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Why advertisers use pictures to sell pharmaceuticals – and shouldn’t

Happy pictures make people believe drugs are safer and more effective. Shutterstock/Evgeny Atamanenko

Why advertisers use pictures to sell pharmaceuticals – and shouldn’t

Happy pictures make people believe drugs are safer and more effective. Shutterstock/Evgeny Atamanenko

On a winter’s night in 1993 I was crouched in the back of an ambulance as it hurtled through the hedgerows and lanes of West Dorset. But I was oblivious to Thomas Hardy’s snowy fields.

I was a doctor and my charge was a teenage girl, unconscious and bleeding. We were speeding to London’s King’s College Hospital where the liver transplant unit was on standby.

She didn’t have hepatitis or some rare syndrome. Her problem was altogether different and the cause of 40% of all cases of sudden and severe liver failure. She had overdosed on the humble painkiller paracetamol.

My patient intended self-harm. But it’s a reminder that all pharmaceuticals carry risk, and why people who advertise them are made to rein in their notorious penchant for spruiking the positive.

All pharmaceuticals carry risk. topnatthapon/Shutterstock

Under Australia’s Therapeutic Goods Advertising Code, ads for over-the-counter medicines must not say a drug is always effective, has no side effects, or guarantees cure.

The visuals dominate most ads, but make no statement or claim about the drug and so don’t explicitly “say” anything. Yet colleague Patrick Vargas and I recently discovered that what drugs ads don’t say may contain the most powerful message of all.

We had people listen to 15 statements about the flu and a fictional flu drug called Fluvent. We told them Fluvent works better than other drugs but can cause nausea, headache, diarrhoea and rash.

To convince them Fluvent was real we dressed it up in a snazzy box with a blue and yellow rising sun logo. Participants saw a small picture of the Fluvent box superimposed over a bigger background picture, which changed as each statement was read out.

Then we made it interesting. One-third of participants saw the Fluvent box over nice background pictures such as women bathing under a waterfall and a pancake dripping with syrup.

Another third saw the Fluvent box with humdrum pictures including a glass mug and some rubber bands.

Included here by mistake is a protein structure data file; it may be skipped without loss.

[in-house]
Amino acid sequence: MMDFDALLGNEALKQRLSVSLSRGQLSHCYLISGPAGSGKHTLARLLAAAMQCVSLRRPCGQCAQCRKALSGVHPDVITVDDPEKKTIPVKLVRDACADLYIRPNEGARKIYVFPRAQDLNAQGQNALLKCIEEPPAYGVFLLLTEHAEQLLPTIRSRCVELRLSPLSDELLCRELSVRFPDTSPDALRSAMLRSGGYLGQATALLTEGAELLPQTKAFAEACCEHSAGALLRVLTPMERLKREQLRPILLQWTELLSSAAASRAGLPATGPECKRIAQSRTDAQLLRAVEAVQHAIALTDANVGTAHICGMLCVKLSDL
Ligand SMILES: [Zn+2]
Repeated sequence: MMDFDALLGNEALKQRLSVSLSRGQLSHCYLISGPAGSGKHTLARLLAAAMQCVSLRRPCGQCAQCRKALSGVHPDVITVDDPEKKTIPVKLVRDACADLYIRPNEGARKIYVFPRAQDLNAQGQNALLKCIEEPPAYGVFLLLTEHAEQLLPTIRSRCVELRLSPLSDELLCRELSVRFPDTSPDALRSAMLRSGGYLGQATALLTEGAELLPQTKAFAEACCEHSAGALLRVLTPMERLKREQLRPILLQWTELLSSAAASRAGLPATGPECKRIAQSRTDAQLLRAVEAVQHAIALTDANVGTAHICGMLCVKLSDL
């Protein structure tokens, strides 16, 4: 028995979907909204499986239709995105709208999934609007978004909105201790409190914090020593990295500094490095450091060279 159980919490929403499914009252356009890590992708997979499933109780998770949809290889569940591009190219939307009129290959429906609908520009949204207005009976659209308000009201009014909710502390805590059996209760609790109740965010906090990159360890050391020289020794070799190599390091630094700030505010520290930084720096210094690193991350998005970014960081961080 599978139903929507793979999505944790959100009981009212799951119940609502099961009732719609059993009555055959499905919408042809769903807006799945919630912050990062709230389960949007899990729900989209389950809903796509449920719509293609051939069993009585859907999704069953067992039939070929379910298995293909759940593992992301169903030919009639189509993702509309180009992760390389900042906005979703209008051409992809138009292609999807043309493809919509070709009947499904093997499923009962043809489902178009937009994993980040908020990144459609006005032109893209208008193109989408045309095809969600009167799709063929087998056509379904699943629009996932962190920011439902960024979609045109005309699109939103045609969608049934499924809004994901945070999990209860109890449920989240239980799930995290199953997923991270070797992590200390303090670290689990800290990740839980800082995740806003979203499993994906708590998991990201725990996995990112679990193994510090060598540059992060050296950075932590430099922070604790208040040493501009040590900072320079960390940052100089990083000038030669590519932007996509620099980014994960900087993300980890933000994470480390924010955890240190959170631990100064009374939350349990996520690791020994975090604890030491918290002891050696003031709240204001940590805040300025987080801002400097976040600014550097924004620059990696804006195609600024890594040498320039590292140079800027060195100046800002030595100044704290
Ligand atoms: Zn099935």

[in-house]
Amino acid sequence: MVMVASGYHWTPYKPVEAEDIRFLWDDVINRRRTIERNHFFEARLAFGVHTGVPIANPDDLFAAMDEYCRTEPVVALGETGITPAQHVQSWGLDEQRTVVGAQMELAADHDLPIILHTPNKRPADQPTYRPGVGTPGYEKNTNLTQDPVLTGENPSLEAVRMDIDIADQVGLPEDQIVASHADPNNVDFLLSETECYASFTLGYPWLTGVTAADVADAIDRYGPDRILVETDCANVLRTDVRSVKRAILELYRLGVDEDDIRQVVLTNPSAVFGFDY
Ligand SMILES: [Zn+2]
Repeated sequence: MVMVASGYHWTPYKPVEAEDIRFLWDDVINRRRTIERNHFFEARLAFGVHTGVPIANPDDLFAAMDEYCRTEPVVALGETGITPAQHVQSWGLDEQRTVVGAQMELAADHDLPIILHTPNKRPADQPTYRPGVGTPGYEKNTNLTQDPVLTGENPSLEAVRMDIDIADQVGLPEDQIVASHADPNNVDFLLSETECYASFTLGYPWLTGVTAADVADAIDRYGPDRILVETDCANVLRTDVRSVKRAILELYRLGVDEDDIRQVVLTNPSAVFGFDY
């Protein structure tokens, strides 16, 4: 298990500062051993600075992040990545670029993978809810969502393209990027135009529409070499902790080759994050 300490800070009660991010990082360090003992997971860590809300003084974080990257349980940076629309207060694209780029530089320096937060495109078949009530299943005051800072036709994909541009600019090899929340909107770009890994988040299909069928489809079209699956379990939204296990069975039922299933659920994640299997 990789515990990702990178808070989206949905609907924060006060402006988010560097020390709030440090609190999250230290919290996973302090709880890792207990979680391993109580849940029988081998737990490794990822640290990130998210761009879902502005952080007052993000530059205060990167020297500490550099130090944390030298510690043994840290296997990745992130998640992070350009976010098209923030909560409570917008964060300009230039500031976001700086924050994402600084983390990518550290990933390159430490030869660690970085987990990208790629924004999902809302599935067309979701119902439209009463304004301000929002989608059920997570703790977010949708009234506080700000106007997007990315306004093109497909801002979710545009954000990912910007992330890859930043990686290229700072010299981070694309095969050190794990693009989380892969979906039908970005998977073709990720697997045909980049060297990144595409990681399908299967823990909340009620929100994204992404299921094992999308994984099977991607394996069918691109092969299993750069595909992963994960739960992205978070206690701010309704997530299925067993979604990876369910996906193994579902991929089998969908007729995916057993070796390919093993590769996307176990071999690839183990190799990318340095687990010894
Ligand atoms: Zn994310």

The last third did it tough. They saw Fluvent backed with gut-churning images of seals bludgeoned to death on an ice floe and doctors rushing a bloodied disaster victim from danger.

Visuals can make you feel warm and fuzzy. Stolyevych Yuliya/Shutterstock

Then we got them to rate Fluvent. What we found left us in little doubt about the persuasive power of pictures.

People who saw happy pictures not only felt better about Fluvent, but believed it to be safer and more effective than those who saw the gruesome pictures. They were also more likely to ask their doctor for Fluvent if they got sick. This was despite each group getting exactly the same information.

Social psychologists won’t be surprised. It’s called evaluative conditioning, a variant of Pavlov’s classical conditioning. Pavlov rang a bell when he gave dogs meat powder and eventually he just had to ring the bell to get them to drool. It turns out you can do a similar thing with feelings.

Pair something for which you have no special feelings, like a new flu drug, with something that makes you feel great, like a delectable pancake, and eventually your positive feelings for the flapjack rub off onto the drug. Research on this has been done with toothpaste, beer and many other commercial products.

But, to our knowledge, it’s never been done with pharmaceuticals before. And there are several reasons why regulators should take our findings seriously.

First, regulation focuses on the overt statements and claims ads make about a drug’s benefits and risks. But ads are full of imagery, which is mostly unregulated. Our study shows those visuals don’t just make you feel warm and fuzzy. They shift your beliefs.

Images help shift your beliefs. Anton Jankovoy/Shutterstock

Second, drug beliefs born of sparkling waterfalls and plump pancakes can have only an accidental relationship with what the drug actually does. And so drug ads, often chock-a-block with scenes of sunlight and gaiety, will foster unjustified beliefs.

Third, the stakes go up dramatically in the United States and New Zealand where direct-to-consumer advertising of the more dangerous prescription medicines is allowed. In the US, the average citizen sees 15 hours of prescription drug ads each year and 95% of them contain positive emotional appeals.

Finally, Australian doctors are exposed to prescription drug ads in medical journals that use similar techniques. While medicos will be less prone to conditioning effects, they are unlikely to be immune.

We live in an era of unprecedented emphasis on accurate health communication to help consumers make autonomous choices in their best interests. Yet unregulated advertising content may promote unrealistic beliefs about drugs.

If we are serious about protecting the public, regulation must target the visual content of ads to ensure it does not foster unwarranted expectations of drug safety and effectiveness.

And the girl in the ambulance? I ran into her a few months later in a venerable old Wessex pub Hardy may well have frequented. Perhaps not the best place for someone who has just sidestepped a liver transplant but, all power to Old Blighty’s NHS, she seemed OK.